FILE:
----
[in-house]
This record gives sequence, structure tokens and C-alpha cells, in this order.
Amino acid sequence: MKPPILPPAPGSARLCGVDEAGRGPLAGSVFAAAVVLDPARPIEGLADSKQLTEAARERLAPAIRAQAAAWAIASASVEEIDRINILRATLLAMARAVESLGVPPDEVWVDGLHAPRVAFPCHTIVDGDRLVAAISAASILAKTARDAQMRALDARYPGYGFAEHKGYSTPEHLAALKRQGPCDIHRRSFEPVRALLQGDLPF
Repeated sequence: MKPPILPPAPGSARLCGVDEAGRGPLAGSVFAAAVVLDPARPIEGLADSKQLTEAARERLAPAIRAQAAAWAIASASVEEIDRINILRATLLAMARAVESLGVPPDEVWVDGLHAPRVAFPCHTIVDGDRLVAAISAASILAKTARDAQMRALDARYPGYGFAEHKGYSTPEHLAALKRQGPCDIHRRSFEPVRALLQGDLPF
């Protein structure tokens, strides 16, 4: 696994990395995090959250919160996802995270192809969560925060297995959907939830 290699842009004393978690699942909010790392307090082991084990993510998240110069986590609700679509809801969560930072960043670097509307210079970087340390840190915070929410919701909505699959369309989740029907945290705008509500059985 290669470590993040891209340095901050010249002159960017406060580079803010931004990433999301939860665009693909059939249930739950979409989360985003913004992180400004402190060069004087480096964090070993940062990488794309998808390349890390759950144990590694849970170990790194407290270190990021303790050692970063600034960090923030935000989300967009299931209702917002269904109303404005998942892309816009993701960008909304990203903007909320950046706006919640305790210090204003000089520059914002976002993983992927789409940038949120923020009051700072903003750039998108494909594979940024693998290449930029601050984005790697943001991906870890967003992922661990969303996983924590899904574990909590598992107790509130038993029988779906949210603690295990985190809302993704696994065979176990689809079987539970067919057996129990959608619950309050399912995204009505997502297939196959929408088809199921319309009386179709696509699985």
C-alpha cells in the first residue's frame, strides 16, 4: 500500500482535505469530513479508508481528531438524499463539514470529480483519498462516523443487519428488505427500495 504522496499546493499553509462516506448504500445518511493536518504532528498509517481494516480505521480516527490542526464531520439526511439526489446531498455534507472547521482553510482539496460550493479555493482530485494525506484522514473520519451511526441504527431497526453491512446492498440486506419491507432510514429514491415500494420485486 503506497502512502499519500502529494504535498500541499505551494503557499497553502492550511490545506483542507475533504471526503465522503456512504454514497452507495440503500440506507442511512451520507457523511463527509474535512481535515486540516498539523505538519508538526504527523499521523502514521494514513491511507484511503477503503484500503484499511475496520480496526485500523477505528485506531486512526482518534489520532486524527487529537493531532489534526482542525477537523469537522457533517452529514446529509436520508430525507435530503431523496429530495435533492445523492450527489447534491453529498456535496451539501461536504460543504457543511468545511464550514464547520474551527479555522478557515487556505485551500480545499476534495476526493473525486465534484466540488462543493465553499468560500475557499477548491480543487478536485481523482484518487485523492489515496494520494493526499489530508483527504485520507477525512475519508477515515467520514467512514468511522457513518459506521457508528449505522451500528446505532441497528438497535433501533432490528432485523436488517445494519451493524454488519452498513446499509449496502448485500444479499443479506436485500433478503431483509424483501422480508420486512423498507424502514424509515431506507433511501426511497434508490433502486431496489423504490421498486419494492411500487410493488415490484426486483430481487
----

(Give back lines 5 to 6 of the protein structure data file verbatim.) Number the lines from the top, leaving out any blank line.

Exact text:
């Protein structure tokens, strides 16, 4: 696994990395995090959250919160996802995270192809969560925060297995959907939830 290699842009004393978690699942909010790392307090082991084990993510998240110069986590609700679509809801969560930072960043670097509307210079970087340390840190915070929410919701909505699959369309989740029907945290705008509500059985 290669470590993040891209340095901050010249002159960017406060580079803010931004990433999301939860665009693909059939249930739950979409989360985003913004992180400004402190060069004087480096964090070993940062990488794309998808390349890390759950144990590694849970170990790194407290270190990021303790050692970063600034960090923030935000989300967009299931209702917002269904109303404005998942892309816009993701960008909304990203903007909320950046706006919640305790210090204003000089520059914002976002993983992927789409940038949120923020009051700072903003750039998108494909594979940024693998290449930029601050984005790697943001991906870890967003992922661990969303996983924590899904574990909590598992107790509130038993029988779906949210603690295990985190809302993704696994065979176990689809079987539970067919057996129990959608619950309050399912995204009505997502297939196959929408088809199921319309009386179709696509699985």
C-alpha cells in the first residue's frame, strides 16, 4: 500500500482535505469530513479508508481528531438524499463539514470529480483519498462516523443487519428488505427500495 504522496499546493499553509462516506448504500445518511493536518504532528498509517481494516480505521480516527490542526464531520439526511439526489446531498455534507472547521482553510482539496460550493479555493482530485494525506484522514473520519451511526441504527431497526453491512446492498440486506419491507432510514429514491415500494420485486 503506497502512502499519500502529494504535498500541499505551494503557499497553502492550511490545506483542507475533504471526503465522503456512504454514497452507495440503500440506507442511512451520507457523511463527509474535512481535515486540516498539523505538519508538526504527523499521523502514521494514513491511507484511503477503503484500503484499511475496520480496526485500523477505528485506531486512526482518534489520532486524527487529537493531532489534526482542525477537523469537522457533517452529514446529509436520508430525507435530503431523496429530495435533492445523492450527489447534491453529498456535496451539501461536504460543504457543511468545511464550514464547520474551527479555522478557515487556505485551500480545499476534495476526493473525486465534484466540488462543493465553499468560500475557499477548491480543487478536485481523482484518487485523492489515496494520494493526499489530508483527504485520507477525512475519508477515515467520514467512514468511522457513518459506521457508528449505522451500528446505532441497528438497535433501533432490528432485523436488517445494519451493524454488519452498513446499509449496502448485500444479499443479506436485500433478503431483509424483501422480508420486512423498507424502514424509515431506507433511501426511497434508490433502486431496489423504490421498486419494492411500487410493488415490484426486483430481487